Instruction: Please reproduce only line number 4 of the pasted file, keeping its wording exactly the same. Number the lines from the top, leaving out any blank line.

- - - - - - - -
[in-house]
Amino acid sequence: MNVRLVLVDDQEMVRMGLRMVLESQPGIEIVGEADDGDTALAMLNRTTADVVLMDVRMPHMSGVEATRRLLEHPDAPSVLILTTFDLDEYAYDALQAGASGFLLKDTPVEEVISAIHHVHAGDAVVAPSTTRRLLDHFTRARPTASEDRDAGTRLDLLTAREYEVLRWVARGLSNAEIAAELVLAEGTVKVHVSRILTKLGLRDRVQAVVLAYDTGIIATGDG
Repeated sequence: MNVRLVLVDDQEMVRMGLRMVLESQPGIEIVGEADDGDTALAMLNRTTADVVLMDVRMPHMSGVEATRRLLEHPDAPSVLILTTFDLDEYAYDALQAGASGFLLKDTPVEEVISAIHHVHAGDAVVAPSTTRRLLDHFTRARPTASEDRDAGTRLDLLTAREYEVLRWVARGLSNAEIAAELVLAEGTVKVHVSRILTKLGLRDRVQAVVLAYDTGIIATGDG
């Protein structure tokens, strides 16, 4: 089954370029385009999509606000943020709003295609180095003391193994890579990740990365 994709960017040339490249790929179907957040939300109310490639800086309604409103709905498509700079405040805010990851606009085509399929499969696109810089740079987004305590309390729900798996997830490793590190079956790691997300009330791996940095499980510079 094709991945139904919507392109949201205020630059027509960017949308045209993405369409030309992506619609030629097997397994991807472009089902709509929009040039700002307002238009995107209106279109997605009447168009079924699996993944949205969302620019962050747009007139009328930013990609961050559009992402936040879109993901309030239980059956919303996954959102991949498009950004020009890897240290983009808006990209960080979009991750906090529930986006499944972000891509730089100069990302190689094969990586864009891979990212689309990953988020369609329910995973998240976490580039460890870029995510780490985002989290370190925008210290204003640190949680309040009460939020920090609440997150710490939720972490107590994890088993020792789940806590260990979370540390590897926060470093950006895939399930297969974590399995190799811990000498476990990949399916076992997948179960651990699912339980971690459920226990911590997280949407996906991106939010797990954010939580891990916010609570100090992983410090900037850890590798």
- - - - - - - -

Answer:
């Protein structure tokens, strides 16, 4: 089954370029385009999509606000943020709003295609180095003391193994890579990740990365 994709960017040339490249790929179907957040939300109310490639800086309604409103709905498509700079405040805010990851606009085509399929499969696109810089740079987004305590309390729900798996997830490793590190079956790691997300009330791996940095499980510079 094709991945139904919507392109949201205020630059027509960017949308045209993405369409030309992506619609030629097997397994991807472009089902709509929009040039700002307002238009995107209106279109997605009447168009079924699996993944949205969302620019962050747009007139009328930013990609961050559009992402936040879109993901309030239980059956919303996954959102991949498009950004020009890897240290983009808006990209960080979009991750906090529930986006499944972000891509730089100069990302190689094969990586864009891979990212689309990953988020369609329910995973998240976490580039460890870029995510780490985002989290370190925008210290204003640190949680309040009460939020920090609440997150710490939720972490107590994890088993020792789940806590260990979370540390590897926060470093950006895939399930297969974590399995190799811990000498476990990949399916076992997948179960651990699912339980971690459920226990911590997280949407996906991106939010797990954010939580891990916010609570100090992983410090900037850890590798």